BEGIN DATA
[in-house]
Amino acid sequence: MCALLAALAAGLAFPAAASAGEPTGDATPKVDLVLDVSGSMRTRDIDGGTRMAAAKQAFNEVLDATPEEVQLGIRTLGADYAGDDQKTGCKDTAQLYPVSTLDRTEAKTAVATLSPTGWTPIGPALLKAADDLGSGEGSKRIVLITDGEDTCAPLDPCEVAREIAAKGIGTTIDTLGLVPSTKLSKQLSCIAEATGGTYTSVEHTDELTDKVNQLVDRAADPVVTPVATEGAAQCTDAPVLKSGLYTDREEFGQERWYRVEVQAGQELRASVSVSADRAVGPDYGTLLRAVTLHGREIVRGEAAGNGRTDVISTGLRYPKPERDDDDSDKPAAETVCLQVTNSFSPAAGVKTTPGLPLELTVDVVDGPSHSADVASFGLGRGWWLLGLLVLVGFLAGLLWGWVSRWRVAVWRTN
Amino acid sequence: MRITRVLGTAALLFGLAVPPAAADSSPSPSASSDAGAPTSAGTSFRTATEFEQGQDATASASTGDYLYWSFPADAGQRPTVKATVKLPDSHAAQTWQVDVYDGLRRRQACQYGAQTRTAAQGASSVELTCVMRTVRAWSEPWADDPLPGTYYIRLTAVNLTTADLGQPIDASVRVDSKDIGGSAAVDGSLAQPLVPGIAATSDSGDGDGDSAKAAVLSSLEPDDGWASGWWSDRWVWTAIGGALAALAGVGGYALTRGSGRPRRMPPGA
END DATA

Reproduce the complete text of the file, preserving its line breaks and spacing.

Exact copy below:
[in-house]
Amino acid sequence: MCALLAALAAGLAFPAAASAGEPTGDATPKVDLVLDVSGSMRTRDIDGGTRMAAAKQAFNEVLDATPEEVQLGIRTLGADYAGDDQKTGCKDTAQLYPVSTLDRTEAKTAVATLSPTGWTPIGPALLKAADDLGSGEGSKRIVLITDGEDTCAPLDPCEVAREIAAKGIGTTIDTLGLVPSTKLSKQLSCIAEATGGTYTSVEHTDELTDKVNQLVDRAADPVVTPVATEGAAQCTDAPVLKSGLYTDREEFGQERWYRVEVQAGQELRASVSVSADRAVGPDYGTLLRAVTLHGREIVRGEAAGNGRTDVISTGLRYPKPERDDDDSDKPAAETVCLQVTNSFSPAAGVKTTPGLPLELTVDVVDGPSHSADVASFGLGRGWWLLGLLVLVGFLAGLLWGWVSRWRVAVWRTN
Amino acid sequence: MRITRVLGTAALLFGLAVPPAAADSSPSPSASSDAGAPTSAGTSFRTATEFEQGQDATASASTGDYLYWSFPADAGQRPTVKATVKLPDSHAAQTWQVDVYDGLRRRQACQYGAQTRTAAQGASSVELTCVMRTVRAWSEPWADDPLPGTYYIRLTAVNLTTADLGQPIDASVRVDSKDIGGSAAVDGSLAQPLVPGIAATSDSGDGDGDSAKAAVLSSLEPDDGWASGWWSDRWVWTAIGGALAALAGVGGYALTRGSGRPRRMPPGA